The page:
US 5108768 A
A cartridge of cup like shape having a substantially impervious frusta-conical wall provided with a first circumferential seal adjacent the open mouth of the cup and a second circumferential seal spaced toward the bottom of the cup. The bottom is perforated and is sealed by a strippable foil. The cartridge contains a preselected amount of material (say ground coffee) that fills the receptacle to a selected level. Preferably a plurality of such receptacles are packaged as telescoped stack of cartridges with a first receptacle telescoped within a second receptacle so that the second circumferential seal on the first cartridge is received in the first circumferential seal of the second receptacle thereby to seal the material in the second receptacle.
1. A mesting cartridge structure comprising a plurality of open ended receptacles telescopingly integrated one into another such that a first of said plurality of receptacles is telescoped within a second of said receptacles, each said receptacle having substantially impervious circumferential side wall means extending between a bottom wall at one axial end of said receptacle and an open end at the axial end of said receptacle remote from said one end, passages through said bottom wall, a first annular circumferentially extending seal forming seat in said circumferential side wall means adjacent said open end and a second annular circumferentially extending seal forming seat in said circumferential wall means spaced axially of said receptacle from said first circumferentially extending seal forming seat toward said bottom wall and a removable sealing element for sealing said passages through said bottom wall, a measured charge of material filling each said receptacle to a preset height above said bottom wall, said first circumferentially extending seal forming seat on said second receptacle receiving in sealing relationship therein said second circumferentially extending seal forming seat on said first receptacle thereby to seal said charge between said sealing element sealing said passages and a seal formed by engagement of said first and second circumferentially extending seal forming seats.
2. A nesting cartridge structure as defined in claim 1 wherein said first circumferentially extending seal forming seat having an inner concave sealing surface and said second circumferentially extending seal forming seat having an external convex sealing surface adapted to mate with said concave sealing surface.
3. A nesting cartridge structure as defined in claim 1 wherein said removable sealing element comprises an impervious sheet secured to an outer surface of said bottom wall and closing said passages.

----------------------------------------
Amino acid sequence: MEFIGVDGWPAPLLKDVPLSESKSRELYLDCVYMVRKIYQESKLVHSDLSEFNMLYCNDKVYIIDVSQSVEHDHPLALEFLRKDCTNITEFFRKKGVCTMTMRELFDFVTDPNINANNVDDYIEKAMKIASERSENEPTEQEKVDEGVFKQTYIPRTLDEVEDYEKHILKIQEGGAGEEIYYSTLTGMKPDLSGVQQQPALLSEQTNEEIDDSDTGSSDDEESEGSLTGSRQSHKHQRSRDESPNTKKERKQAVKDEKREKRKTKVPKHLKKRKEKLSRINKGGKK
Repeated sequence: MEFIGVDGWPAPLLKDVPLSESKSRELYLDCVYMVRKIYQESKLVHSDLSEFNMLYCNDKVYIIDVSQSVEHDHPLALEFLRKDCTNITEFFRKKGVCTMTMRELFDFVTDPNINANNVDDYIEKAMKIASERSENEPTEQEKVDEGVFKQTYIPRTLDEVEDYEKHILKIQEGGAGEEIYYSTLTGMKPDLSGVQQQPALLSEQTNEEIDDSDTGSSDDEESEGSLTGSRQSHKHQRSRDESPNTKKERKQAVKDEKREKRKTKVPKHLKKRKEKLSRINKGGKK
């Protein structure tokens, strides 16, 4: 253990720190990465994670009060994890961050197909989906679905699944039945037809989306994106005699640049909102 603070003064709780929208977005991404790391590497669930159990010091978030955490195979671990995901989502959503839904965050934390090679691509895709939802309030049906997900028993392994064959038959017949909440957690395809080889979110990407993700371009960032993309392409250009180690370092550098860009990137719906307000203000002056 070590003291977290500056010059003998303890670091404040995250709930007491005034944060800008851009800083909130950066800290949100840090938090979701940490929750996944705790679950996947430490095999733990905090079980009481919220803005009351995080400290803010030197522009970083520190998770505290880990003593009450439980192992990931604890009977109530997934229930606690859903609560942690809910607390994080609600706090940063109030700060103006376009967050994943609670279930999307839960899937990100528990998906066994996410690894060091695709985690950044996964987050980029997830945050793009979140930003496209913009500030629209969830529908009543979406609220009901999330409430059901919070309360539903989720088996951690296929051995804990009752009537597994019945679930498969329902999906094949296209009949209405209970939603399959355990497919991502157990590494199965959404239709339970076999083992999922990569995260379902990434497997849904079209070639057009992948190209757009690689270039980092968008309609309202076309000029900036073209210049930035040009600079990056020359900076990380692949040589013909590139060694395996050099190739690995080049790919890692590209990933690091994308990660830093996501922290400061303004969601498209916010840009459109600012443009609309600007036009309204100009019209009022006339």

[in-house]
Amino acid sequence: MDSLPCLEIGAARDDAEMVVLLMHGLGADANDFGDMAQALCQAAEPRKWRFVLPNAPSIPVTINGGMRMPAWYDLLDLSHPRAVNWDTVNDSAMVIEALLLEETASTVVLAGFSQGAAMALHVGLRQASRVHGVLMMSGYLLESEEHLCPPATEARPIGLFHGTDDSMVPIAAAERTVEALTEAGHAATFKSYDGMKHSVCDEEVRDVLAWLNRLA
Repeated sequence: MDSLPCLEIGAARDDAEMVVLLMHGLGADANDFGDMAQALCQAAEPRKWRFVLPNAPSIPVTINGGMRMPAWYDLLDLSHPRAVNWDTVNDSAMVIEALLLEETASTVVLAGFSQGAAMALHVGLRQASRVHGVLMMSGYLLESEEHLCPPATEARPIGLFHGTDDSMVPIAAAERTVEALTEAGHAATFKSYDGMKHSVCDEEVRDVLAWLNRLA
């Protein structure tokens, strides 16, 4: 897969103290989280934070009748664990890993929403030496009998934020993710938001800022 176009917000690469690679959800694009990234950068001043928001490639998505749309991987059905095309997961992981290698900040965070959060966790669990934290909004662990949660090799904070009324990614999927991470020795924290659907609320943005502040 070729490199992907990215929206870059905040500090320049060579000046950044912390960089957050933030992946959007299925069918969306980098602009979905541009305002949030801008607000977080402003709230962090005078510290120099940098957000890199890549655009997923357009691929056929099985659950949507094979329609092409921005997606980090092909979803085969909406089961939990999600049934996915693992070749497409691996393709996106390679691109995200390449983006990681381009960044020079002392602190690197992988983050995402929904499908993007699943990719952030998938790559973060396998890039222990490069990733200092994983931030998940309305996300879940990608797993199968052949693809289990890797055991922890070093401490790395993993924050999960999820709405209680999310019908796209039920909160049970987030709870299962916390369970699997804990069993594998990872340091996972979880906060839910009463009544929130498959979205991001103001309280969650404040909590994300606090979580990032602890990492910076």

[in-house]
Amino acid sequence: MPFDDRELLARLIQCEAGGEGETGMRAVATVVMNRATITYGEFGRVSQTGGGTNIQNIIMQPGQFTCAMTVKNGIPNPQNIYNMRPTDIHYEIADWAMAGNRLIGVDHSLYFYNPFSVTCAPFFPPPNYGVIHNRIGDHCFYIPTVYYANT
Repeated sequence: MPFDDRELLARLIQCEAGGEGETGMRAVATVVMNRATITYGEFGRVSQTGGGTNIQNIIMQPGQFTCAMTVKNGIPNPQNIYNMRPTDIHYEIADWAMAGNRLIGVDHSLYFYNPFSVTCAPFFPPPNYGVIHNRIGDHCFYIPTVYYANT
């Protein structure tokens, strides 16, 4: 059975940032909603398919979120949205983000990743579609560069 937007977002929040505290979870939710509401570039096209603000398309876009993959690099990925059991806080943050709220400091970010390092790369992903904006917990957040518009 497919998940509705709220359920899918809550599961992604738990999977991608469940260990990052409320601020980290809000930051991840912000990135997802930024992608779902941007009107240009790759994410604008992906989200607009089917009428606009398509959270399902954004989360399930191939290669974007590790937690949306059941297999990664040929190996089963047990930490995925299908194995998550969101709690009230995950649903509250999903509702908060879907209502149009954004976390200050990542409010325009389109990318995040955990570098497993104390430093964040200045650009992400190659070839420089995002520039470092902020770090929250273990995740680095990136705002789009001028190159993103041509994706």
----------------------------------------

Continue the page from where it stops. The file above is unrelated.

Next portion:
The present invention relates to a cartridge. More particularly the present invention relates to a cartridge containing a selected amount of material and adapted to be telescopingly stacked to seal the contents of the cartridges.
Materials for making beverages such as coffee and tea are conventionally packaged in selected amounts for making one or more cups. Tea for example is packaged in perforated tea bags that are immersed in water that is substantially at boiling temperature to permit the water to permeate therethrough to brew the tea. No attempt is made to keep the individual tea bags sealed until time of use.
Coffee on the other hand is sometimes packaged in metered amounts to make one pot of coffee. The coffee preferably remains substantially vacuum packed until used by for example by providing a measured amount of coffee in a sealed pouch that is opened and emptied into say a filter basket of the conventional coffee making machine. The quantity of coffee in each pouch so packaged, as above indicated, is sufficient to make a full pot, thus if only one or two cups are desired a full pot must nevertheless be brewed.
U.S. Pat. No. 1,576,735 issued Mar. 16, 1926 to Fessenden shows a particular cartridge made out of foil or the like and having perforated sides so that liquid may infuse through the perforations and dissolve the tea or the like contained therein. As with other tea bags the quantity contained in the cartridge may be sufficient to make a single cup of tea. The shape of the cartridge controls the thickness of the mat of tea through which the water must pass in brewing a cup of tea. This patent also teaches that the cartridge may be sealed by sealing the perforations using a soluble material such as melted sugar that dissolves after immersion to open the perforations after immersion and then brewing commences.
U.S. Pat. No. 3,387,553 issued Jun. 11, 1968 to Tavera describes a particular technique for packaging coffee within a filter that forms the top of the percolator and provides a handle for handling the used grounds contained within the package. Exposure to the atmosphere of the contents of the packages is limited by packaging a plurality of such packages in a sealed container such as a coffee can. The plastic top portion of the uppermost coffee package tends to limit exposure of the lower packages in the coffee can to the atmosphere when the can has been opened.
U.S. Pat. No. 3,445,237 issued May 20, 1969 to Gidge discloses a shaped permeable cartridge adapted to fit within a conventional perforated cup of a percolator. The only sealing of the cartridges before use is the coffee can from which they are withdrawn prior to use.